5 steps to develop a business continuity plan

A business continuity plan is a detailed action plan that communicates how a business will continue operating in the event of a catastrophe or other unforeseen situation. Its importance can’t be understated; it can be hard to think straight after a catastrophic event. Having a business continuity plan ready can help keep your business operations and cash flow intact.

Who needs one?

All businesses need a business continuity plan because natural disasters, fires and other emergencies can affect businesses of any type or size. Whether you’re a sole proprietor or have several employees, establishing a plan will help you prepare for these events.

A business continuity plan isn’t limited to catastrophic events. Even common setbacks, such as the sudden illness or departure of a key staff member, can severely upset your business. These situations should be accounted for in your business continuity plan.

Developing a business continuity plan is easier than you think. Follow these five steps to prepare your business for the unexpected and have peace of mind knowing you’re ready when a disaster strikes.

1. Identify your business’s scope

The first step to starting a business continuity process might seem obvious, but many business owners skip it: determining your business’s scope. Your business scope is a high-level view of all the resources needed to render the goods or services your business provides.

Start by listing what’s Required to Operate your business’s ability to provide its Products/Services in a table. Be sure to consider your core operations, and contractual and legal obligations. Fig. 1

Fig 1.
Required to Operate Product Service Product
(resource, equipment, legal)
(resource, equipment, legal)
(resource, equipment, legal)

For example, a restaurant business could start by:

  1. Listing the Products/Services they provide. In this case, their Restaurant, Catering and Delivery services. Fig. 2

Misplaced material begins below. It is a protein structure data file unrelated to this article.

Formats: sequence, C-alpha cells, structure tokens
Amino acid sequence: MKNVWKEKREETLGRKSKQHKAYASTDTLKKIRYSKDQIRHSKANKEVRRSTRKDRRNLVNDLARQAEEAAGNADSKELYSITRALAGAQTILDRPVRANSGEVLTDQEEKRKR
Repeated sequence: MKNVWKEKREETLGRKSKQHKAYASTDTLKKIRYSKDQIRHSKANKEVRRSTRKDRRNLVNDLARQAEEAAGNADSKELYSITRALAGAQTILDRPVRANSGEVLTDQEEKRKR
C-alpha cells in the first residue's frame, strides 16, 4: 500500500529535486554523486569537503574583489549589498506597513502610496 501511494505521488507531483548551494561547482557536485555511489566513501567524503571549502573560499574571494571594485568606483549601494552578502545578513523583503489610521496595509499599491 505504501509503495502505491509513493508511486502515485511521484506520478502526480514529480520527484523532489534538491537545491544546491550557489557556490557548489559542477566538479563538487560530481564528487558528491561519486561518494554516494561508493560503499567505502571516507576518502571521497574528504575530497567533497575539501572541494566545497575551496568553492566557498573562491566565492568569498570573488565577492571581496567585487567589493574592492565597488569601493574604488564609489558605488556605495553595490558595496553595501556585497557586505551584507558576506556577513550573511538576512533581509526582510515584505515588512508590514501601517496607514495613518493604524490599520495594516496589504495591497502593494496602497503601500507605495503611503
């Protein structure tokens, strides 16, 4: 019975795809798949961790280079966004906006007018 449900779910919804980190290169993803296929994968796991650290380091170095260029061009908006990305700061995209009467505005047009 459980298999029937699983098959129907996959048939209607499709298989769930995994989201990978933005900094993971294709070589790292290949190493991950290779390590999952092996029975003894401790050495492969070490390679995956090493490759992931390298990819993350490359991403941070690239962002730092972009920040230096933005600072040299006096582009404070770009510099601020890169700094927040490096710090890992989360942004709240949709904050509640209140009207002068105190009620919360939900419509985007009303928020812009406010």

2. Listing all the resources, equipment, and legal requirements they have to comply with to stay open.
  3. Checking all instances of what's Required to Operate for each of the Products/Services.
Fig 2.
Required to Operate Restaurant Catering Delivery
Waitstaff / Hostess
Chefs / Cooks
Catering Trucks
Kitchen Equipment
Health Code Compliance

The Health Code Compliance requirements are vital for the Restaurant, Catering and Delivery portions of the business, while the Catering Trucks are only required for Catering.

Completing this step before starting your business continuity plan will help you when it comes time to allocate your resources later.

2. Prioritize business needs

Now that you’ve properly scoped your business’s functions, determine what business responsibilities are vital to maintain, and which your business can shudder temporarily. Prioritizing the essential functions for your business is necessary as you’ll need to divide resources to keep the most important aspects of your business operational during an emergency situation.

Keeping with the restaurant example, the business owner may realize that the restaurant can subsist on their catering business alone should their physical dine-in location become inoperable. In this scenario the restaurant owner should consider devoting most of their resources to keeping their catering business running optimally. This way, the catering business can keep the business afloat while the restaurant undergoes repairs.

3. Create your plan